Can’t argue with Pittsburgh’s record over the last 43 seasons. The litany of success is staggering: Playoffs in 28 of those seasons; eight Super Bowl appearances; six Super Bowl victories; only three coaches since 1969.
Before that, the Steelers, who were established in 1933, won nothing. Played very much like the Browns have the last 17 seasons.
They made just one post-season appearance in their first 37 seasons. (They merged with the Philadelphia Eagles and then Chicago Cardinals in 1943-44 due the war effort). Never won more than nine games in a season and they did that only once.
Since 1972, the Steelers have registered double-digit victory seasons 23 times. Their road to success began when Chuck Noll, ironically a native Clevelander (graduated from Benedictine High School) who played for the Browns in the 1950s, was named head coach in 1969.
Bill Cowher and Mike Tomlin followed and perpetuated the system laid down by Noll, continuing his winning legacy. And the Steelers have done it, for the most part, from within, with players they have drafted over the years. Many of them have wound up in the Pro Football Hall of Fame.
Now contrast that with the Browns have accomplished since 1963, the year after Paul Brown was fired. They have racked up just 12 double-digit victory seasons and 16 postseason appearances with one NFL championship in 1964.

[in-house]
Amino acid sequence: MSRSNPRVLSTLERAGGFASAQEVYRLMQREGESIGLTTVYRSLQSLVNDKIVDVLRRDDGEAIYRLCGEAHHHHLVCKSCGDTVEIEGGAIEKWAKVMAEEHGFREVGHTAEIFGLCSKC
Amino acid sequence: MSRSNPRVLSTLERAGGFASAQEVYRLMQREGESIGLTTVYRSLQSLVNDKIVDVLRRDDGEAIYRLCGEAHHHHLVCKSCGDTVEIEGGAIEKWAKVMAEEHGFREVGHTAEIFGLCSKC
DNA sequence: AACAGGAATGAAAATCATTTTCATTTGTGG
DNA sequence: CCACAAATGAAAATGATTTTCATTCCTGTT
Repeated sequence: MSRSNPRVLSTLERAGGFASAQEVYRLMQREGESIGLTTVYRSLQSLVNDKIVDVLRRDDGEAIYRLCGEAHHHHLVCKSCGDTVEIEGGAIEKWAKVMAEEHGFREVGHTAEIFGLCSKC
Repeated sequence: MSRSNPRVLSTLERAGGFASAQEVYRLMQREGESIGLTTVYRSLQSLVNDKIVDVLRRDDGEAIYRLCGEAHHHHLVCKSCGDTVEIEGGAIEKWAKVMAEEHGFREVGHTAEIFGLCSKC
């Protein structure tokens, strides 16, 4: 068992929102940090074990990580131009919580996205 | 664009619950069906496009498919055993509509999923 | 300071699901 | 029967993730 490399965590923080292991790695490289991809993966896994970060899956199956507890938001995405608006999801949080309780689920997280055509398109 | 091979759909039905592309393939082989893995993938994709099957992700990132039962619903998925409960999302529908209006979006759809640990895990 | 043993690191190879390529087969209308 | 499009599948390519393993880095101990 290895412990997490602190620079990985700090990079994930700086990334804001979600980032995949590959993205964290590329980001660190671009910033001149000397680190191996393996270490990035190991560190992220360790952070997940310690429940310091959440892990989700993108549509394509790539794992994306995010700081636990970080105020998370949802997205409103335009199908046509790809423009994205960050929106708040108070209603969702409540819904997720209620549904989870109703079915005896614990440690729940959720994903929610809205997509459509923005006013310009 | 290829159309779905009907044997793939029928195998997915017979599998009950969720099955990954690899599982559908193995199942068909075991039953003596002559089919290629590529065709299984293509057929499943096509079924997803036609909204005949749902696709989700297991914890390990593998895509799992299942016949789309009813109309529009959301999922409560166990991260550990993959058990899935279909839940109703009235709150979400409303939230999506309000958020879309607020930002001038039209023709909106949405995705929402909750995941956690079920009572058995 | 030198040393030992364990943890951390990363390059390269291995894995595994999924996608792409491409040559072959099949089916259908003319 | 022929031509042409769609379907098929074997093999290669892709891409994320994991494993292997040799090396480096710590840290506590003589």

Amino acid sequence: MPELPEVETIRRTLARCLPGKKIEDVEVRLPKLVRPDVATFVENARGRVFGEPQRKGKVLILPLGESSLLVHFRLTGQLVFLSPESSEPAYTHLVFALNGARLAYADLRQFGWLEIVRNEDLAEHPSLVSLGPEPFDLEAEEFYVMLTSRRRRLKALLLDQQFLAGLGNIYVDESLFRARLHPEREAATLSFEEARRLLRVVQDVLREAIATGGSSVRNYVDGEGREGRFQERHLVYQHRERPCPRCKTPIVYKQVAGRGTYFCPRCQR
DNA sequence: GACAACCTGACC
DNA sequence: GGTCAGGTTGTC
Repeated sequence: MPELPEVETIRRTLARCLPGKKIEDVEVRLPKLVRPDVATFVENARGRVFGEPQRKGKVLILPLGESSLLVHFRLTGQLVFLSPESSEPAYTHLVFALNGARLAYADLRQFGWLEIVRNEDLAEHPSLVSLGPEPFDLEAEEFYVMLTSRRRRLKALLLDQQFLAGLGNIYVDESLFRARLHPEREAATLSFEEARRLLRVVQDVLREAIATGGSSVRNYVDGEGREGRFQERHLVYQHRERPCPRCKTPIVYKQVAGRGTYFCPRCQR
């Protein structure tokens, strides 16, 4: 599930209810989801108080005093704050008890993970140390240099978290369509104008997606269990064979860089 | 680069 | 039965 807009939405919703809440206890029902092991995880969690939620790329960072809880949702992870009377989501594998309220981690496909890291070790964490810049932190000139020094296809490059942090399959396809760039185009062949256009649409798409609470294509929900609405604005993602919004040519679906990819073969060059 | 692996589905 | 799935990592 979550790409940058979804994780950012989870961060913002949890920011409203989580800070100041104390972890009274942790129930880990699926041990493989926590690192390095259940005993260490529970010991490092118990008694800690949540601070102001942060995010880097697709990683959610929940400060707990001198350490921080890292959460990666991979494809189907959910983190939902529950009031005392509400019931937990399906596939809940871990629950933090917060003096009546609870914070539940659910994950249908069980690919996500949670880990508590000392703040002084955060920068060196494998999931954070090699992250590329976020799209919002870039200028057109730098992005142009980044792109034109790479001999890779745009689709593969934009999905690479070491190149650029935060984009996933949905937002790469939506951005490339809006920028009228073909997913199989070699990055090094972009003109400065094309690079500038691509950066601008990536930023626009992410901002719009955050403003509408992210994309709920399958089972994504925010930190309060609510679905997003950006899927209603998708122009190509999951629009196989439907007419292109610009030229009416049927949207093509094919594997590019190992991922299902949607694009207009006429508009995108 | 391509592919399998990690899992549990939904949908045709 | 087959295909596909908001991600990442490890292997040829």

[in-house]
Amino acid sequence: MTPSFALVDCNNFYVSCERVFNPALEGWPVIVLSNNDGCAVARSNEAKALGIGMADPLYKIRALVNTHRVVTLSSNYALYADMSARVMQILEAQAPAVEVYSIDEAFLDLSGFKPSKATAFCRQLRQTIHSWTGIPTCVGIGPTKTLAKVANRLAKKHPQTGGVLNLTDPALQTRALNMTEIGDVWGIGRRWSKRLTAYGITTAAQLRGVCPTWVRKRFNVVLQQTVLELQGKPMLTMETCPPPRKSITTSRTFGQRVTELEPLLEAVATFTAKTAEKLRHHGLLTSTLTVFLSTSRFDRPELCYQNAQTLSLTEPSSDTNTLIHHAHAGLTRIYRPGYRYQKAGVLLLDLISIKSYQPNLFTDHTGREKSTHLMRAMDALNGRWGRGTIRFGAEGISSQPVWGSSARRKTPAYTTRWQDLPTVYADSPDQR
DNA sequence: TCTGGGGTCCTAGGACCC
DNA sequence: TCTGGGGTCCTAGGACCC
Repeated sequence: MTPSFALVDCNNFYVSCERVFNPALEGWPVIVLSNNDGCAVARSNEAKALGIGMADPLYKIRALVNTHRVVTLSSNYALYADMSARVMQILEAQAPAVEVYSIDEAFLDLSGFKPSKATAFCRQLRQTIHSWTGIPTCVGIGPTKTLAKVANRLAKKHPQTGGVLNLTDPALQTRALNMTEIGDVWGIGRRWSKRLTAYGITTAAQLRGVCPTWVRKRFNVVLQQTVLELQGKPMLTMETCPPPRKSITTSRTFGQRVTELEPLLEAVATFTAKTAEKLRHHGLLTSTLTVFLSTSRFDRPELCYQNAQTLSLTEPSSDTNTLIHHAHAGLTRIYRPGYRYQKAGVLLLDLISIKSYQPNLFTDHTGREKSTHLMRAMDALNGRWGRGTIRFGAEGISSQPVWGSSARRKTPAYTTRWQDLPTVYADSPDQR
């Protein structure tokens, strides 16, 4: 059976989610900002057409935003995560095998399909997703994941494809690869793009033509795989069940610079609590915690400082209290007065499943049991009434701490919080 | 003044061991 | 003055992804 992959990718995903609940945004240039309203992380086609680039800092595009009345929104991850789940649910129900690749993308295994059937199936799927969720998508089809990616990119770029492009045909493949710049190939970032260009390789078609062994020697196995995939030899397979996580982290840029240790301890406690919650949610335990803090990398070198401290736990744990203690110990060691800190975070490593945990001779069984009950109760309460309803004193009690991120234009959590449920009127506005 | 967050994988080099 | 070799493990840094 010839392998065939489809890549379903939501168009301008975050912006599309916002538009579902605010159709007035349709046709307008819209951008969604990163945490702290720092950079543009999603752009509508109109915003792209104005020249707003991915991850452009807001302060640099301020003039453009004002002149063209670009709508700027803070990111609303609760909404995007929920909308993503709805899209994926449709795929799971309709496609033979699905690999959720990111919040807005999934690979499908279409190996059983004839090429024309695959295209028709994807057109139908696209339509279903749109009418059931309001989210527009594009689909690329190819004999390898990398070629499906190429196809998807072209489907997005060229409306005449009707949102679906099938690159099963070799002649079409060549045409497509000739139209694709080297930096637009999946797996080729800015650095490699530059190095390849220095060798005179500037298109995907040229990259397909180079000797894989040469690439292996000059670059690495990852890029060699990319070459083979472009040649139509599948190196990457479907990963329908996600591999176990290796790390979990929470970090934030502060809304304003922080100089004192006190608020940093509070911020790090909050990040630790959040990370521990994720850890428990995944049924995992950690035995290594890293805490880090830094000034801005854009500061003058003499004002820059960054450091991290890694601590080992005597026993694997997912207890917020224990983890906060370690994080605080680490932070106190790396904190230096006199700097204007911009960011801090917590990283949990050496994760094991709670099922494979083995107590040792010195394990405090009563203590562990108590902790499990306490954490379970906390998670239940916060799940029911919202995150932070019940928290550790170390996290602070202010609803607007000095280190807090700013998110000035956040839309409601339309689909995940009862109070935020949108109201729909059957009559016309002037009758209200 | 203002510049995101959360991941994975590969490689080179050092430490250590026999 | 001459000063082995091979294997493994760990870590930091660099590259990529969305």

When it comes to double-digit losing seasons, the Browns are the NFL’s poster child. Since the return in 1999, they have reeled off 13 of them. Losing became a way of life for the moribund franchise.
The Cleveland Browns and Pittsburgh Steelers, one of the great rivalries in the NFL now reduced to nothing more than two teams headed in opposite directions.
It has been said many times that imitation is the sincerest form of flattery. After what the Browns – and their fans – have been through the last 17 seasons, maybe it’s time to admit the Pittsburgh way works a whole lot better than the Cleveland way.
Perhaps that’s something into which DePodesta should look. He’s an analytical guy. Analyze the Steelers over the years and find out what makes them tick because what makes them tick seems to work a whole lot better than what fans have been subjected to in Cleveland.
Revealing statistics: They don’t always tell the whole story, but the following Browns stats this season sure do.
They scored 28 touchdowns, third-worst in the NFL to San Francisco (24) and Dallas (26). Their -154 net-points differential was the league’s worst. They were one of four teams that won only one road game (Jacksonville, San Francisco and San Diego). They were the third-worst scoring team (278 points) behind, you guessed it, San Francisco (238) and Dallas (275). Only Tennessee had a worse conference record (1-11) than the Browns (2-10). Only New Orleans (476), the New York Giants (442) and Jacksonville (448) gave up more points than the Browns (432).
Notice a common thread? None of the teams mentioned made the playoffs.